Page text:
Tuesday, December 10, 2013

Yes, Virginia, it's still called a Christmas Tree



It seems that every year we go through the same debate as to whether it is a holiday tree or Christmas tree. Rhode Island was apparently "outraged" that Gov. Lincoln Chaffee had the temerity to call it a "holiday tree," but this is just the tip of the iceberg.  A Ben Stein meme is finding its way around facebook (not the first year) in which he reportedly said the White House is calling the Christmas tree a Holiday tree for the first time.

As you can see, the Obamas still refer to it as the National Christmas Tree with Michelle reading the Christmas classic, The Night Before Christmas, to the audience.  Of course, the White House also pays respect to Ramadan and Hanukkah as well, as well as makes a tribute to Kwanzaa each year.

So why all the fuss?  It's not like the Christmas tree is an inherent part of Christianity.  The idea of worshiping trees is traditionally pagan and this time of year would have been in conjunction with the Festival of Light, still celebrated in many parts of the world.  The first recorded public "Christmas" tree was in the 16th century in the town square of Ryga.  Such celebrations didn't come to America until the 19th century and the first Christmas tree was presented in the White House by Benjamin Harrison in 1889.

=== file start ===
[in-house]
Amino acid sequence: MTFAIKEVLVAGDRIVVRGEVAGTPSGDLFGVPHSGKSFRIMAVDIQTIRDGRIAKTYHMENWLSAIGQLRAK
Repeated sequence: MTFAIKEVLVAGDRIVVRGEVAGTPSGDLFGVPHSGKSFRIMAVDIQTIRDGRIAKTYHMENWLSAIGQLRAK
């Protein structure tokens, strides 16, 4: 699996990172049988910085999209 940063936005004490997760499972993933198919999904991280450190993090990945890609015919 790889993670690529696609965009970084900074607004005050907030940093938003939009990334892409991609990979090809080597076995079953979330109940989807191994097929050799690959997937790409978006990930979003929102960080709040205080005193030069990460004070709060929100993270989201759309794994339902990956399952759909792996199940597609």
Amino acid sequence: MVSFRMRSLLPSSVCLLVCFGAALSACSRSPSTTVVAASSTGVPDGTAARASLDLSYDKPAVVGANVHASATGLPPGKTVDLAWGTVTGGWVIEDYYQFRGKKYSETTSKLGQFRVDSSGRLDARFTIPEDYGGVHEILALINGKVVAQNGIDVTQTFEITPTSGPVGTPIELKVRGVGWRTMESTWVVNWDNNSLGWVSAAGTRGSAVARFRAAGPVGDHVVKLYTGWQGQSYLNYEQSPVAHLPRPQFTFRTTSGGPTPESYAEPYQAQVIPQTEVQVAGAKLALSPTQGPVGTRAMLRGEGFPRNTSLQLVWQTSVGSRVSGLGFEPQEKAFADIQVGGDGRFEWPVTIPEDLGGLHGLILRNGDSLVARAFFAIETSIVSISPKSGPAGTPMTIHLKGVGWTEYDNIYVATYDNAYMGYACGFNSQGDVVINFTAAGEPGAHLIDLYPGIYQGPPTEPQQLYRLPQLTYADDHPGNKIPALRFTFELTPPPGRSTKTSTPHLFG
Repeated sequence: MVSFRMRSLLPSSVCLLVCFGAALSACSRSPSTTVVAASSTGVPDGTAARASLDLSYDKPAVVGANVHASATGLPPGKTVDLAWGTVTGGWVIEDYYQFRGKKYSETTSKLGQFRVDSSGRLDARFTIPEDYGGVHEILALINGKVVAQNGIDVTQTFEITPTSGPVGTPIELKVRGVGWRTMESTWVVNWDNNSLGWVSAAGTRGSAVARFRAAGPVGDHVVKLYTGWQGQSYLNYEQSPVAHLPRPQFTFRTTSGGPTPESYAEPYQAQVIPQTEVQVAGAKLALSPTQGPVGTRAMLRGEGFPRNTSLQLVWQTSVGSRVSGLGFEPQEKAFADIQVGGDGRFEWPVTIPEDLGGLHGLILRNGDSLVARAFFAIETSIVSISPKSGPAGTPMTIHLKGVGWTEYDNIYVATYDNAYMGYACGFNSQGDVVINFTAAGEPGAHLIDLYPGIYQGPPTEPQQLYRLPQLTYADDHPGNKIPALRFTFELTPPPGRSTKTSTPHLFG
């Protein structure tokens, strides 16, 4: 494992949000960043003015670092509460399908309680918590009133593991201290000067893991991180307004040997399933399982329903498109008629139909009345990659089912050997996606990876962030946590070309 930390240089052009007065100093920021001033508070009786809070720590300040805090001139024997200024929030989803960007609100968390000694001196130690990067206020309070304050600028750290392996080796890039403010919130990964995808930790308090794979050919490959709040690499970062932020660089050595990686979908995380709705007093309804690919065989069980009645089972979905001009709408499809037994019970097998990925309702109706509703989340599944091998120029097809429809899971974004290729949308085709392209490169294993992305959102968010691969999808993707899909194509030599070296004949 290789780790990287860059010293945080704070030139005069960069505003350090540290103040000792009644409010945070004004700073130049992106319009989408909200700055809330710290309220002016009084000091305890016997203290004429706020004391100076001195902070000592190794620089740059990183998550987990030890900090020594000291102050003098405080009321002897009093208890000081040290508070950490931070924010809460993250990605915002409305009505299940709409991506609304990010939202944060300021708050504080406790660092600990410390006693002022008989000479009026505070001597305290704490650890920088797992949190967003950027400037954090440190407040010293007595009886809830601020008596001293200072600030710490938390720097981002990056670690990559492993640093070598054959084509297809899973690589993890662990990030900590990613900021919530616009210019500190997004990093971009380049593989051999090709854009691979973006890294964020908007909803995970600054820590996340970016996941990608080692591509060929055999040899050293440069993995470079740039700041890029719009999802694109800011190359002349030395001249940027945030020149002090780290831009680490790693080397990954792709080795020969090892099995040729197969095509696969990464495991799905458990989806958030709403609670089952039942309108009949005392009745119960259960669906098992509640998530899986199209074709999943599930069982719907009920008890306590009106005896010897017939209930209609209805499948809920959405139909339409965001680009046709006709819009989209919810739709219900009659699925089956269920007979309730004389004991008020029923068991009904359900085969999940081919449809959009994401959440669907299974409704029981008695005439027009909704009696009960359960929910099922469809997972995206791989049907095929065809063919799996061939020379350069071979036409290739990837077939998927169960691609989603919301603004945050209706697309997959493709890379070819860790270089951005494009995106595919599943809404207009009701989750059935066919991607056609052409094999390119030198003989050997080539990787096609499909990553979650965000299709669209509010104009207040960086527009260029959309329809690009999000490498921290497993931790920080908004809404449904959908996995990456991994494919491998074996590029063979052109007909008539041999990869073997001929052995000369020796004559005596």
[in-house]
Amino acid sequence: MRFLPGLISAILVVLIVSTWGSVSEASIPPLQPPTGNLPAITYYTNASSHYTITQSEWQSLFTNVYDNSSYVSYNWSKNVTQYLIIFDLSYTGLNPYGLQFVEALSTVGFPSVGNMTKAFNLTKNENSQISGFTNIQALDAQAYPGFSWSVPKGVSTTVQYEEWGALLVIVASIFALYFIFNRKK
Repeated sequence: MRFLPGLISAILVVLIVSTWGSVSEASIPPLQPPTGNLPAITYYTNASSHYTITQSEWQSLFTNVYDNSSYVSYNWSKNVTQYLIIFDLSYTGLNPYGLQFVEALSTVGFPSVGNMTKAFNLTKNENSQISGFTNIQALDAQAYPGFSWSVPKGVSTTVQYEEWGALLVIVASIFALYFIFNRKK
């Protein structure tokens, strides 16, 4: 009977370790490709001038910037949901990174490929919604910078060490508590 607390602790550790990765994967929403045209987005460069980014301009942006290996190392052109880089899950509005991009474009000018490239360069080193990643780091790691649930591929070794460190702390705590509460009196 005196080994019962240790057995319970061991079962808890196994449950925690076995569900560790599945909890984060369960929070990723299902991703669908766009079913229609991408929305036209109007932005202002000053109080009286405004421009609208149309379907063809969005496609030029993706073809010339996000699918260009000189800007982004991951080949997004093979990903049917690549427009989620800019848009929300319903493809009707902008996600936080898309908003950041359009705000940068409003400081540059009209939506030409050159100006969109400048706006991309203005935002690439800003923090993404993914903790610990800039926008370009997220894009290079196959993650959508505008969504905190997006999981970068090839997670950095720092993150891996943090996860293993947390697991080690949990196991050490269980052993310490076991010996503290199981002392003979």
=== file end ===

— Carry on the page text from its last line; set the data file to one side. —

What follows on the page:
In fact, there have been several years without a Christmas tree in the White House.  Teddy Roosevelt apparently being the biggest humbug, not putting up a tree three times.  He reportedly chalked it up to procrastination. Since 1922 it has been an annual affair, growing in stature each year to the point it has become tantamount with Christmas itself.

Of course, many Conservatives refuse to accept the Obamas as Christian, despite their dutiful attendance of church for many years, and the poignancy they give to Christmas in the White House each year.  The only mishap this time around was when a little girl was knocked over by the Obama's new dog, Sunny, at an earlier White House ceremony for military families. Of course, this was quickly picked up on the Internet and became subject to all sorts of speculation.

It seems the meme comes in part from Ben Stein's Confessions for the Holidays, which first appeared in 2005, and the bit about the "Holiday Tree" began to appear in 2009, with no link between the two.   Too bad so many persons accept these stories without looking at the White House page to see the real story.

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